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Mwende Mwinzi finally takes up South Korea ambassadorial post after dual citizenship row

By Hilary Kimuyu February 18th, 2021 2 min read

Two years after her appointment by President Uhuru Kenyatta as Kenya’s Ambassador to South Korea, Kenyan-American Mwende Mwinzi has finally taken up her position.

Ms Mwinzi presented her credentials to South Korea President Moon Jae-In during a ceremony at the presidential office in Seoul on Wednesday, marking the beginning of her tenure as Kenya’s representative in the Asian country.

The ceremony was also attended by South Korean Foreign Minister Chung Eui-yong.

In 2019, there was a heated debate in the National Assembly culminating in the approval of seven individuals nominated as envoys, paving the way for their formal appointment by the President.

But her name caught everyone’s attention because she holds dual citizenship.

She was forced to sue at the Constitutional and Human Rights Division of the High Court to stop Members of Parliament from forcing her to renounce her US citizenship before she takes the job.

In the case, Ms Mwinzi whom MPs approved for the job on condition she gives up her US citizenship, said it would be a violation of her rights to be forced out of something she did not choose.

“My US citizenship was acquired by birth and as such, my citizenship or the process of opting in was a consequence of circumstances out of my control. I did not participate in the decision to be born in the US and I cannot “opt out” of that decision. Article 78(3) (b) would only be applicable to people who opted in by applying for citizenship and renunciation would be the process of ‘opting out’,” she argued referring to the law that exempts people who cannot opt out of dual nationality.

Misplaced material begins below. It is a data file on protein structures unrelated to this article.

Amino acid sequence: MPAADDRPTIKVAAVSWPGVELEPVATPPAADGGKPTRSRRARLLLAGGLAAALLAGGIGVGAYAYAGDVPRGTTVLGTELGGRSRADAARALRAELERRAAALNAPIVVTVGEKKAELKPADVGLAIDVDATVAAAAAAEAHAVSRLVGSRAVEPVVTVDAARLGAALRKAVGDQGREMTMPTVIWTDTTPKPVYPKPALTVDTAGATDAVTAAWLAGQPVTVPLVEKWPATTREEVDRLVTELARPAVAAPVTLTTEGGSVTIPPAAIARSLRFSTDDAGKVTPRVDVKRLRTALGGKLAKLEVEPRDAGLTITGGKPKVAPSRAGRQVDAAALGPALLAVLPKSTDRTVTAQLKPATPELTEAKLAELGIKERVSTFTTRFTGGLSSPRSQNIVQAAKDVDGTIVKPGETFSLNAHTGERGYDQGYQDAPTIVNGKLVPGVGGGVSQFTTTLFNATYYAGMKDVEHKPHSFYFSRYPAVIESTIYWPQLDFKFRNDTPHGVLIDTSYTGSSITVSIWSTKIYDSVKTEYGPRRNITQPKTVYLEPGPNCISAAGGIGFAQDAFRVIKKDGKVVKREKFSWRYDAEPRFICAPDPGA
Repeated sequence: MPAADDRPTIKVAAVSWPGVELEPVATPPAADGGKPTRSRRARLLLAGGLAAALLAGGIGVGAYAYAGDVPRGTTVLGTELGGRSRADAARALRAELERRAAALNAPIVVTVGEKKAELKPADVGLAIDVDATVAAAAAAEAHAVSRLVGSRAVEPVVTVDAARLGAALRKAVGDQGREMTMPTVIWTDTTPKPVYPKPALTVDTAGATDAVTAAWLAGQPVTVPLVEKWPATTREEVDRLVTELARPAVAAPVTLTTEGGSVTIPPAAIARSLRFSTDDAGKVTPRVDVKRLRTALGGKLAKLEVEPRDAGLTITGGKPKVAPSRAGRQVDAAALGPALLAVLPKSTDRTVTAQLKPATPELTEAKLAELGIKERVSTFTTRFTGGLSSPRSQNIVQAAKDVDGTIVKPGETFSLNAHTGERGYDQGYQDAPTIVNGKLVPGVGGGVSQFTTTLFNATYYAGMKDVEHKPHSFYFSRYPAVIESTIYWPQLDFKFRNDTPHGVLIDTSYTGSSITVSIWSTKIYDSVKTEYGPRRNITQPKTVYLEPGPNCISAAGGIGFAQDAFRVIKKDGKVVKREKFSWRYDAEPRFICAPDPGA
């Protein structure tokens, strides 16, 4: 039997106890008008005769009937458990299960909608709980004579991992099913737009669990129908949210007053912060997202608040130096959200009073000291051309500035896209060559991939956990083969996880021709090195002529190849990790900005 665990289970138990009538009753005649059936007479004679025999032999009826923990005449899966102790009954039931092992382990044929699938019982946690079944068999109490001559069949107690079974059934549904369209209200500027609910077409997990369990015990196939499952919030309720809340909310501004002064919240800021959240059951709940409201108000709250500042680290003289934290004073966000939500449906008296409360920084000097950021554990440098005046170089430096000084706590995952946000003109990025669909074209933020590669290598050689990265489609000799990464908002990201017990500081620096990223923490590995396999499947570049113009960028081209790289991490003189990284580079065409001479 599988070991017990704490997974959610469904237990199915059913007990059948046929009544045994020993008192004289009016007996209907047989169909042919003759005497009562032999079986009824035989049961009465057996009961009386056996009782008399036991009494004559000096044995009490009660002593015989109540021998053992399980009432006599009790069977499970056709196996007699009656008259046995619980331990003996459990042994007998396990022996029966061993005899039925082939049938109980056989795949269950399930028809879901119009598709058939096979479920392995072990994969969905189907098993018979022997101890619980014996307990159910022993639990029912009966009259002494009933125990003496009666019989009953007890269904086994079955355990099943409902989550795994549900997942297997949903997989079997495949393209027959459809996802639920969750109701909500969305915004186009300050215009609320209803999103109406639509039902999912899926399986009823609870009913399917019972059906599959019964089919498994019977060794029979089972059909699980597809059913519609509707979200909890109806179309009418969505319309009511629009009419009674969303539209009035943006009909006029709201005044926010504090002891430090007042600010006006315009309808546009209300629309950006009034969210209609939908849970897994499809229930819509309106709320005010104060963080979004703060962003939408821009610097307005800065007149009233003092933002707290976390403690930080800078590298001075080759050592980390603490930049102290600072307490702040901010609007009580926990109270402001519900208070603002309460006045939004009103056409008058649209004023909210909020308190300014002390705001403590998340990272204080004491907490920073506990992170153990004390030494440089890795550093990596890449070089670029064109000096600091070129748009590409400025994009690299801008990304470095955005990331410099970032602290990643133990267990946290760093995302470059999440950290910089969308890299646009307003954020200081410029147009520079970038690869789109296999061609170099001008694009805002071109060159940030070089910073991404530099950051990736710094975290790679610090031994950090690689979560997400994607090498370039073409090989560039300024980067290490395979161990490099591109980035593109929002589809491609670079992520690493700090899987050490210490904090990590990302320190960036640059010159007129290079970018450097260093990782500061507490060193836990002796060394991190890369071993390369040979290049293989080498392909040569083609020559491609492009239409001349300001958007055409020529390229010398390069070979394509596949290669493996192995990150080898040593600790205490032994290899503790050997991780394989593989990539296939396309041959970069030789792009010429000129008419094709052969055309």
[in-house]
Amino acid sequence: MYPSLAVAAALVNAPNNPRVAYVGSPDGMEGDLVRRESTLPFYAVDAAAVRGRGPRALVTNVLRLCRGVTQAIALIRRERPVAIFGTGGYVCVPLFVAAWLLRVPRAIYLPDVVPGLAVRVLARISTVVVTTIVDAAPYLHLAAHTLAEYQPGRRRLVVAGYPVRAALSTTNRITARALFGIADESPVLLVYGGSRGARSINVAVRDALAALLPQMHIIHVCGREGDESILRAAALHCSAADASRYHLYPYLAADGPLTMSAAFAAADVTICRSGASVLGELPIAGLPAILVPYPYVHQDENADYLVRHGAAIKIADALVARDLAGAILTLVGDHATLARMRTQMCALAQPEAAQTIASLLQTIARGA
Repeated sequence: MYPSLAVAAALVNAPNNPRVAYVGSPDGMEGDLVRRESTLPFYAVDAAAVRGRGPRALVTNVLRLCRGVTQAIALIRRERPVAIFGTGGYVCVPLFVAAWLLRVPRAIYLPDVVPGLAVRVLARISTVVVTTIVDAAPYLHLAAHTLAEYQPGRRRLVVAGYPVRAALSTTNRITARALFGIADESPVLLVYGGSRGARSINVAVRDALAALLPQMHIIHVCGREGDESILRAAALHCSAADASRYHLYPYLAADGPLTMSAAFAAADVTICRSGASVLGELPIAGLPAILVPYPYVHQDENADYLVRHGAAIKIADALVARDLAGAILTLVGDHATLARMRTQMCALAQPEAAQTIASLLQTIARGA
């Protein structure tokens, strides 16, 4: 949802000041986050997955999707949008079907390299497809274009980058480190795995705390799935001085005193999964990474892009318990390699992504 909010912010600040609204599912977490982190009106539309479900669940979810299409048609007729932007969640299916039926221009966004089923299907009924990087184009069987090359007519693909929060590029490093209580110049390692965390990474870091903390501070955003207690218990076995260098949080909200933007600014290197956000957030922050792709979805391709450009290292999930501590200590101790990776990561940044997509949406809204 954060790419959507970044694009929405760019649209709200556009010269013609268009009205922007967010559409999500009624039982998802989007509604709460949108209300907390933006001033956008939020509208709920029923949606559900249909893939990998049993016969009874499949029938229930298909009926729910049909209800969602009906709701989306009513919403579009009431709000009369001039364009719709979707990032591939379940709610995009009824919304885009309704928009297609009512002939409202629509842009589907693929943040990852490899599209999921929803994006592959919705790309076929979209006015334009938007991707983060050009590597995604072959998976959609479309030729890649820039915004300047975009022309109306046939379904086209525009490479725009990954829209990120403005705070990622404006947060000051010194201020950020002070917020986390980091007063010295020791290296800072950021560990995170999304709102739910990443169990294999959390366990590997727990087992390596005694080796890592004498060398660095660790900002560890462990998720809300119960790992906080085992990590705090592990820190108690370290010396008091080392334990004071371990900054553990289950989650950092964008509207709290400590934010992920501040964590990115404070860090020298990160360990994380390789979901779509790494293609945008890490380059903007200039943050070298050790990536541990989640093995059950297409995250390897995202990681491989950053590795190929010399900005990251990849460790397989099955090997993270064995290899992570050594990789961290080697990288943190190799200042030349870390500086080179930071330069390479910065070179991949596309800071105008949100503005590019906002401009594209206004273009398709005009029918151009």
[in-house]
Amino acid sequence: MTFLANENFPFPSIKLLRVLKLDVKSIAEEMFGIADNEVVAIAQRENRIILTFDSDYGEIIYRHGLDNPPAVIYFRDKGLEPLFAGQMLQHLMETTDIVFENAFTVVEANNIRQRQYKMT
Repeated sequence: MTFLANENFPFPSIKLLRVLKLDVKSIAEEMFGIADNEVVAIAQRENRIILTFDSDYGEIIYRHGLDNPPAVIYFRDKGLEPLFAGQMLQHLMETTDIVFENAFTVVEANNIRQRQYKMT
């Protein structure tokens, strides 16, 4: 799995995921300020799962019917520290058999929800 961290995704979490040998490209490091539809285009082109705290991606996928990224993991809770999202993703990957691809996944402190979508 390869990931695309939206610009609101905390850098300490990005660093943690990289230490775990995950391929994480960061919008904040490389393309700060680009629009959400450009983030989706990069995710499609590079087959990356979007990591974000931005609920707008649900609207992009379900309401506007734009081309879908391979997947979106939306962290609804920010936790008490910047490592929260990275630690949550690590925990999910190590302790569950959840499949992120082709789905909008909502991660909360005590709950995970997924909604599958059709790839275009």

In 2020, National Assembly Speaker Justin Muturi was forced to intervene in her fate and issued a brief communication saying that the matter no longer sits with Parliament after the court found she does not have to renounce her American citizenship.

Muturi stood down a motion in which Parliament’s Committee on Implementation wanted MPs to reject Ms Mwende’s nomination for failing to relinquish her US citizenship as directed by the House in June 2019.

MPs had cited section 31(1) of the Leadership and Integrity Act, which bars persons with dual citizenship from holding State offices unless they renounce one.

But the High Court ruled that Ms Mwende cannot be forced to renounce her US citizenship to take up the post.

In a ruling dated November 14, 2019, Justice James Makau noted that an ambassador is not a State officer, but a public officer and hence is not required by law to renounce one citizenship.

Justice Makau also ruled that even if the petitioner was appointed to a state office, she is protected under Article 78 of the Constitution.

“No one chooses [his or her] place of birth or parents,” said the judge, adding that being an American citizen by birth, she cannot opt-out.

“Article 78(3) b of the Constitution protects her,” said Justice Makau, adding that “citizenship by birth is an inalienable right which cannot be taken away.”

Ms Mwinzi, who is married to a Nigerian citizen, carries both Kenyan and American passports and was born in Milwaukee, Wisconsin, to a Kenyan father and an American mother.